We don't have that optimism anymore - and that's really sad.

Quoting dw747400 (Reply 10):
Interesting comparison; the 747 is MUCH more efficient than the Cessna 162

But you have to put 173T of fuel in the B747 though, you don't with the Cessna (yes, I'm being simplistic).

But the point I'm trying to make is that there is a trade off for the speed, and that is increased fuel usage. But if the increased fuel usage comes at a speed of M2.3, carrying 250 passengers in multiclass configuration and quiet sonic booms, then that makes it more feasible. If you offered economy class at the price of a proper premium economy class (or a little bit more), and business class at a higher cost than normal business class, there should surely be some way to attract customers.

What we don't know is what the operating costs could be like - since nobody will even go so far as proposing a plane, so you can't even get a half decent estimation of costs. But even if the operating costs are reasonably higher than a ordinary subsonic plane, it could be possible that the extra speed will attract customers other than the previous Concorde clients.

It'd be an interesting thing - why don't we come up with a realistic new SST proposal here on this site? Propose some ideas - put forward technological ideas, etc and see what we come up with?

[Edited 2010-08-25 22:37:07]

User currently offlinedw747400 From United States of America, joined Aug 2001, 1265 posts, RR: 1
Reply 14, posted (4 years 4 months 5 days 7 hours ago) and read 21676 times:

Quoting cpd (Reply 13):
But you have to put 173T of fuel in the B747 though, you don't with the Cessna (yes, I'm being simplistic).

But the point I'm trying to make is that there is a trade off for the speed, and that is increased fuel usage.

Yes. You'd need at least a 182 to hold that much fuel...

But seriously, I was saying that in THIS instance, the trade off really doesn't exist. Unless you plan on flying with two people on both the 152 and the 747. Then, yes, the 747 certainly burns more per person!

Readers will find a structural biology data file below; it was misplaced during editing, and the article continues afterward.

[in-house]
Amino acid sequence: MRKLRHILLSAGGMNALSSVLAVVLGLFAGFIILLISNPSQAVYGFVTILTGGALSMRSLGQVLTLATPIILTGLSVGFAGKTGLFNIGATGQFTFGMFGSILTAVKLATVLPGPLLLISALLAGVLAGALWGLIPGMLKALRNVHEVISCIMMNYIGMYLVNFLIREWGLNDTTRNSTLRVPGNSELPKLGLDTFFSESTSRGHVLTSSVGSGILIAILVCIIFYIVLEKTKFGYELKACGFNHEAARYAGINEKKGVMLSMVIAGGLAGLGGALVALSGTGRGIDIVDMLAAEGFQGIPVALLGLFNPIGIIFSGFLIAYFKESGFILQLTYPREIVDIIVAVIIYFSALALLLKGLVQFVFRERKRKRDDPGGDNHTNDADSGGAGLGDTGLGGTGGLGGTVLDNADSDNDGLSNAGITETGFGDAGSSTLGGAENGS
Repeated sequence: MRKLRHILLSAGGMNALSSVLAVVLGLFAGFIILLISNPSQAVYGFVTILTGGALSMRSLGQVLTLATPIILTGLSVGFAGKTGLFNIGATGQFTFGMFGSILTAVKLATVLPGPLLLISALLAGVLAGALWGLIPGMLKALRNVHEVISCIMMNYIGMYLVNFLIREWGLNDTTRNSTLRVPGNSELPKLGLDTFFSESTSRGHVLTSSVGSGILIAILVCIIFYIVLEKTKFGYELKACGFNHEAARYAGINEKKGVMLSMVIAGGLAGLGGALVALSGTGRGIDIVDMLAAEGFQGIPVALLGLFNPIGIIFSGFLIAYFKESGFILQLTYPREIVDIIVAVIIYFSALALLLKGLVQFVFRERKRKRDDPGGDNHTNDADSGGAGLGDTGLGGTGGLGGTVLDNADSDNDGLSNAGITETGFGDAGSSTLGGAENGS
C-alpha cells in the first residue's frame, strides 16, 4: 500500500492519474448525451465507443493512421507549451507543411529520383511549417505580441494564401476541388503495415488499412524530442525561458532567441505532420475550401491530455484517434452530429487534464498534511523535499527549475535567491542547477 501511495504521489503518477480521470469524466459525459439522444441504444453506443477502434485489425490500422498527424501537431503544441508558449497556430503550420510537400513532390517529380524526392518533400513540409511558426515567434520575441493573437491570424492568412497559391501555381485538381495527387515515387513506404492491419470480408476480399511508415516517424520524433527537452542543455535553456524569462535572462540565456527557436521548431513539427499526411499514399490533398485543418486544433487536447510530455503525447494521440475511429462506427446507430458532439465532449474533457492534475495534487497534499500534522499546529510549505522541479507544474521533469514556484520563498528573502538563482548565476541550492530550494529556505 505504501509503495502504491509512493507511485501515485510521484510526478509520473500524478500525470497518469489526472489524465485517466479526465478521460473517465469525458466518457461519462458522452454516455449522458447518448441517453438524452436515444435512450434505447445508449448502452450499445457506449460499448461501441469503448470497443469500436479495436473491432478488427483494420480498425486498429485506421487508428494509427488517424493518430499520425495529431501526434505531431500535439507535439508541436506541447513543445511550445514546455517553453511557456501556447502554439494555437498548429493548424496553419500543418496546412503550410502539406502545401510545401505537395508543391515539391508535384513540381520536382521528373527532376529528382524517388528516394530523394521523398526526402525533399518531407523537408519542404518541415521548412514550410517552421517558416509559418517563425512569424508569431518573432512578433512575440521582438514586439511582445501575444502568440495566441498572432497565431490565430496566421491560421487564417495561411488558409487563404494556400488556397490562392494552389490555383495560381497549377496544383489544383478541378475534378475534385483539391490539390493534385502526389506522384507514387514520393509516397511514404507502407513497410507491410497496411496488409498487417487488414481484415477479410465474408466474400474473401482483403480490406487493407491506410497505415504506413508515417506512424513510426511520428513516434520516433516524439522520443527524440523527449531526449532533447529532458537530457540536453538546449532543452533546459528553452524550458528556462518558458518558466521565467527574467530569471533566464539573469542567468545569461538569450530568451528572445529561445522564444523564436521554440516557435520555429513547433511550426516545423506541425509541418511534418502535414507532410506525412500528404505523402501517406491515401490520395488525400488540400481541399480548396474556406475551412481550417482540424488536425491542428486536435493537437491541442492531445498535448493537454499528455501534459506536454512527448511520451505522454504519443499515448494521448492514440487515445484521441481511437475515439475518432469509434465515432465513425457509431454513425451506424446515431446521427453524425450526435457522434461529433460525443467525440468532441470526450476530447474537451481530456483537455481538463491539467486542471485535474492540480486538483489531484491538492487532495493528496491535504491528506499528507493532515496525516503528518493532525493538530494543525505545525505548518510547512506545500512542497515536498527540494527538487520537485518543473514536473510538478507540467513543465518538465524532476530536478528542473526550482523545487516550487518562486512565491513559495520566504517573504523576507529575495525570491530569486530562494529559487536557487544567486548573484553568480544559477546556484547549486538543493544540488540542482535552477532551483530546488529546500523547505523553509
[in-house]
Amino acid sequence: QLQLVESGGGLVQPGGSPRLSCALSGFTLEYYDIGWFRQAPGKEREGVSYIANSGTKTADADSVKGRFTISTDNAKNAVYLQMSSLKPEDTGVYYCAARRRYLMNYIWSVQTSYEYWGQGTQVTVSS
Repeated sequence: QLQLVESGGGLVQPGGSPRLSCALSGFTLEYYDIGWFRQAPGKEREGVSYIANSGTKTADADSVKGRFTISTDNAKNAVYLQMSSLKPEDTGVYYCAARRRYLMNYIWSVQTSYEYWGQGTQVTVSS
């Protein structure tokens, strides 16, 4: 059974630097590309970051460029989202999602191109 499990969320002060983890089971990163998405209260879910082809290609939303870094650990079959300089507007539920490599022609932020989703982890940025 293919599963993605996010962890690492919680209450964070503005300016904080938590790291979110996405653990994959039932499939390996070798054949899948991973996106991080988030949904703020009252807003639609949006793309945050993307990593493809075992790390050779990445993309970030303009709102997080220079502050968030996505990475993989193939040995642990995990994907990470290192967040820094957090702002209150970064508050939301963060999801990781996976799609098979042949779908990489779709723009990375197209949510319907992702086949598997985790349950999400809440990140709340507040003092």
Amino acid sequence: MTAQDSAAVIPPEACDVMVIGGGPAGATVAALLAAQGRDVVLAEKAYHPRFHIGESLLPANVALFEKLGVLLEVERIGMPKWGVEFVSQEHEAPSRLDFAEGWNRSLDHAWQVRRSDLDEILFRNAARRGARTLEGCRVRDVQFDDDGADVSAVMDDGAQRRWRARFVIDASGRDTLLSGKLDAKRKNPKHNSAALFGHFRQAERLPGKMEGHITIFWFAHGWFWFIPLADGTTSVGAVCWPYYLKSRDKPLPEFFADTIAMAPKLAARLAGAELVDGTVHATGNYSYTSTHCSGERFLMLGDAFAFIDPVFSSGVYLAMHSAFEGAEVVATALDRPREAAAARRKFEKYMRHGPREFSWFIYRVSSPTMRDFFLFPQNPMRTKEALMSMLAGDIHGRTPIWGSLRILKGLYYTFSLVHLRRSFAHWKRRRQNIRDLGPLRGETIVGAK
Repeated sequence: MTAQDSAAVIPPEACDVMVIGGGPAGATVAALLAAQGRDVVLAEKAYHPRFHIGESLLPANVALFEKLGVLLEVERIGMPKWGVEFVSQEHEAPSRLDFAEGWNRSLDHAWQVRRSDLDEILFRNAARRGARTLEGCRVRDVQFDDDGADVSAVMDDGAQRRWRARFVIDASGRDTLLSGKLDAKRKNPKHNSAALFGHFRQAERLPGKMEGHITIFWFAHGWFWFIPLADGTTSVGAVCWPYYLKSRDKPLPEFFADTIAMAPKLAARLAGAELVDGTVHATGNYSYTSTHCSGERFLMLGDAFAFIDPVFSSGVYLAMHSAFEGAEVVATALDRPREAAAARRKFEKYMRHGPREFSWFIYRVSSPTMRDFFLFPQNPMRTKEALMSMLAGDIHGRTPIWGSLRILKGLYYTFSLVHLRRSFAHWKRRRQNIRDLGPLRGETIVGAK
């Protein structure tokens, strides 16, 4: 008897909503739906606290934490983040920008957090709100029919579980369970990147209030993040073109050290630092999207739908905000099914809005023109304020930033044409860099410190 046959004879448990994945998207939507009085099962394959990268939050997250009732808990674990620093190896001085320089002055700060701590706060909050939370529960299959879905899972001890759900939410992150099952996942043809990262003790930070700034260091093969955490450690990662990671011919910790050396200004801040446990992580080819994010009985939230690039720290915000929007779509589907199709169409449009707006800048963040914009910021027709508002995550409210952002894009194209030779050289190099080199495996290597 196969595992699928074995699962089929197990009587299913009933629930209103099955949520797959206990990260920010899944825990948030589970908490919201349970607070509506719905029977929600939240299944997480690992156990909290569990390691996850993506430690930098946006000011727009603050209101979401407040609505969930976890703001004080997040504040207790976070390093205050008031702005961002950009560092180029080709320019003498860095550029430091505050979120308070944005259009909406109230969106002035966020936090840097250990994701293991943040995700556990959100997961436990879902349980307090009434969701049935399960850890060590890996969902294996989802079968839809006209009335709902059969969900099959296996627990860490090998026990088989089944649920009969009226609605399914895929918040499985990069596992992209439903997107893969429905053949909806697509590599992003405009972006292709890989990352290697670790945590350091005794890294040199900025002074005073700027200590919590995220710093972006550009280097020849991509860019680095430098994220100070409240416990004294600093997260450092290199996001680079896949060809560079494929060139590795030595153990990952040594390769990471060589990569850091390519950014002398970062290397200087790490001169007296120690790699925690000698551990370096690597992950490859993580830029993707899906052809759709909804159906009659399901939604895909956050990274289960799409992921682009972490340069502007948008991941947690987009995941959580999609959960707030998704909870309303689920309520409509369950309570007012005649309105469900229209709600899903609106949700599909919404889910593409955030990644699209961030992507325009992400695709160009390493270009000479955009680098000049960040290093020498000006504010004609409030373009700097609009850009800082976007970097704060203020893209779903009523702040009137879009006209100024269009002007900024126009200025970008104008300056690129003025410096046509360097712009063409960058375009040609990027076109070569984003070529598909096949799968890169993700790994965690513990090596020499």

Quoting tdscanuck (Reply 11):
There are theoretical technologies that might do this, but they're so far off in the future as to nearly be SciFi.

That's what I'm getting at. To be fair though, in 1903 a 707 would have easily been classified as "SciFi". Sometimes the extraordinary happens a lot faster than you expect, but alas, I'm not holding my breath.

As you quite accurately assume, the chances that we'll see identical seat-mile costs at M.85 and M2.5 are very small. Nonetheless, as the costs do get closer, the question becomes how much are people willing to pay for that speed, and how many people are willing to pay enough to justify the development cost. I personally feel we are a long way away from seeing a new Concorde, but the economics are much more promising for a supersonic business jet.

[Edited 2010-08-25 23:37:53]


CFI--Certfied Freakin Idiot
User currently offlineDocLightning From United States of America, joined Nov 2005, 20368 posts, RR: 59
Reply 15, posted (4 years 4 months 5 days 7 hours ago) and read 21647 times:

Quoting cpd (Reply 13):

It'd be an interesting thing - why don't we come up with a realistic new SST proposal here on this site? Propose some ideas - put forward technological ideas, etc and see what we come up with?

Here's the problem. A Mach 2 plane has to be 3-4x stronger than a subsonic plane. Now, regardless of what you're building the plane out of, whether it's lead, aluminum, Al-Li, CFRP, or crystallized angels' tears, you need four times as much of it to carry the same number of people.

The problem with Concorde wasn't fuel burn, per se. At cruise it burned a bit less fuel per mile than the 747. The problem was that it was carrying ~25% of the people that the 747 was carrying.

Until we have a very inexpensive and renewable source of fuel, I don't think SST's are going to happen.